Following custody proceedings or on the advice of counsel, parents are sometimes asked to seek parenting coordination or counseling services. Parents can also request such interventions independently.
Parenting coordination can give parents the opportunity to look at options with a neutral third party to facilitate communication that can lead to decisions. Ultimately the goal is to minimize the conflict that arises when children have to share their time between parents living in two homes. Sometimes it can also help parents learn to resolve other conflicts that they have been unable to solve on their own—agreements on such issues as holidays, summer vacations, and so on. Various models are available for review and with professional guidance, parents can ultimately determine what model best meets the needs of their children and those of their family.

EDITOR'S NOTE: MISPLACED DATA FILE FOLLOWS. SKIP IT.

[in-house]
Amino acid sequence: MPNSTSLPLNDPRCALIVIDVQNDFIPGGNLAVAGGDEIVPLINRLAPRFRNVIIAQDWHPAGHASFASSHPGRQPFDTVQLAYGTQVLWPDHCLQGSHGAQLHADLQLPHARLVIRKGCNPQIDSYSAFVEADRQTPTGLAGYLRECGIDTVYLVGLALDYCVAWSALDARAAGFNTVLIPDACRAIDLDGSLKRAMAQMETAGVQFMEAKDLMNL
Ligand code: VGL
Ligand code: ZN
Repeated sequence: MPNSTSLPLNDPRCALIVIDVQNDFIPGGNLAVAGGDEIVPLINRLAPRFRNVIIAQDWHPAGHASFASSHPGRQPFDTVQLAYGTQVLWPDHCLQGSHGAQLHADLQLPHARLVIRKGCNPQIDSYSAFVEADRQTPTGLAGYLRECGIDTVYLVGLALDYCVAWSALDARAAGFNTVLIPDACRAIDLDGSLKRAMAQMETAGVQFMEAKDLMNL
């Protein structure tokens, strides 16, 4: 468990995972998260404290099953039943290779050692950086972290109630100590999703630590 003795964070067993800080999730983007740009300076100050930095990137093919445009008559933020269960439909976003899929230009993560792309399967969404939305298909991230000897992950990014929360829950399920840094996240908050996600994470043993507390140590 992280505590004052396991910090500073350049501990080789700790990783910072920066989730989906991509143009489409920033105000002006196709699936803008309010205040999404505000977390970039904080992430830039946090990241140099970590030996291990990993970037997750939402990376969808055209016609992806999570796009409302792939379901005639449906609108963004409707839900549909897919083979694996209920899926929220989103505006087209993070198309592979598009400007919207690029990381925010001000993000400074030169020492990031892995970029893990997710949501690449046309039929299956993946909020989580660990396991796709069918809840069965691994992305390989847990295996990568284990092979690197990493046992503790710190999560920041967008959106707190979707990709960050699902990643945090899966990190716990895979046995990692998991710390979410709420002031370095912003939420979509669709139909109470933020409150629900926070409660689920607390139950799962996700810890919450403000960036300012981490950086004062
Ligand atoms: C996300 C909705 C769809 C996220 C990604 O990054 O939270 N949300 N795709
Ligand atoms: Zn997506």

The first job of the parental coordinator is to review the history of the parental conflict and the current conflicts between the parents. Following that review, there may be a meeting with each parent individually, and then joint meetings with the parents.
After the parenting coordinator has had the opportunity to get to know the parents and assess their history, the actual issue causing the current conflicts can be addressed. The long-term goal is to minimize the children’s exposure to conflict and to create a better working relationship between the parents.
Sometimes either co-parenting counseling or individual counseling may be part or exclusive of the intervention. Co-parenting counseling can teach both parents how to re-structure their working relationship beyond their divorce to a business relationship that focuses on raising happy well-adjusted children.